The Burning Question – “Was I heard?”

by Ken on August 1, 2009

We are, or have been, burdened by countless communications that were never acknowledged. These communications hang there, like little armed bombs; owning us and dictating so many of our actions; in wait for that simple and certain acknowledgment. Each unacknowledged communication takes a piece of us and freezes it in a moment of waiting. Stilled, in time, by that little uncertainty: “Was I heard?”

As the artist creates his beauty, he may be creating, again and again, for one person, maybe even one long dead; from whom he never got the acknowledgment for which he so longed.

The orator, though listened to by  many, may be speaking only to a single being, the same one over and over through the years as he, almost unknowingly, attempts to get that one communication across and acknowledged. This attempt, not knowing the true source of the frustration, fixes him into a continuous attempt to finish that one communication; but with repeated lack of success. And this can last for all of his time.

It’s sad. And it is endearing. The understanding of this simple aspect can help us to understand some of the complexities of our fellow man; and of ourselves.

A good and simple acknowledgment could put to rest untold numbers of communications that remain hung and frozen; unfulfilled and incomplete.

Think of the turmoils of the world; the wars fought; the family unrests; the criminal ventures; the tears shed; the hearts torn; all, but for the want of a simple acknowledgment of something that was said, of a simple gester of recognition that it was received – loud and clear.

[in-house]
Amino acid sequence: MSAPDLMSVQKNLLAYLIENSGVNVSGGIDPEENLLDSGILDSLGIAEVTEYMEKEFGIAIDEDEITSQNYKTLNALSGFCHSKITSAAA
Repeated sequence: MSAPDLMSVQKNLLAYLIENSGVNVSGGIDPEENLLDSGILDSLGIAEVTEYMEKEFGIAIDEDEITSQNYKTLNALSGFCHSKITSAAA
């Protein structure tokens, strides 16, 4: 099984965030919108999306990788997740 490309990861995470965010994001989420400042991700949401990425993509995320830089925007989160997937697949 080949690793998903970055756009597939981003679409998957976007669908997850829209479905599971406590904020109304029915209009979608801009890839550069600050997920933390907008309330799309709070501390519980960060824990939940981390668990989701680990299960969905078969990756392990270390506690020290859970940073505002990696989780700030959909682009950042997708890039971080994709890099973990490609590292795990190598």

Think of the times you weren’t acknowledge. That feeling or thought, though you tried to deliver it, which was never really heard. Or was it? You do not know. Not for sure. And you still wait for that acknowledging nod – that wink of the eye; that “thank you”‘; that, “I got it” or even, “I understand”.

Possibly knowledge of and the application of the simplicity of acknowledgment, by all, would heal most of the wounds of the human spirit.

Maybe we has parents, as sons and daughters, as sisters and brothers, fellow employees, as fellow humans sharing the dynamics of all, should remember this.

Acknowledgment ends the single communication. It ends that cycle. It clears the way.

We’d all be better off if we, habitually, and with good intention, acknowledged our fellow men and women.

{ 0 comments… add one now }

Leave a Comment

Previous post:

Next post: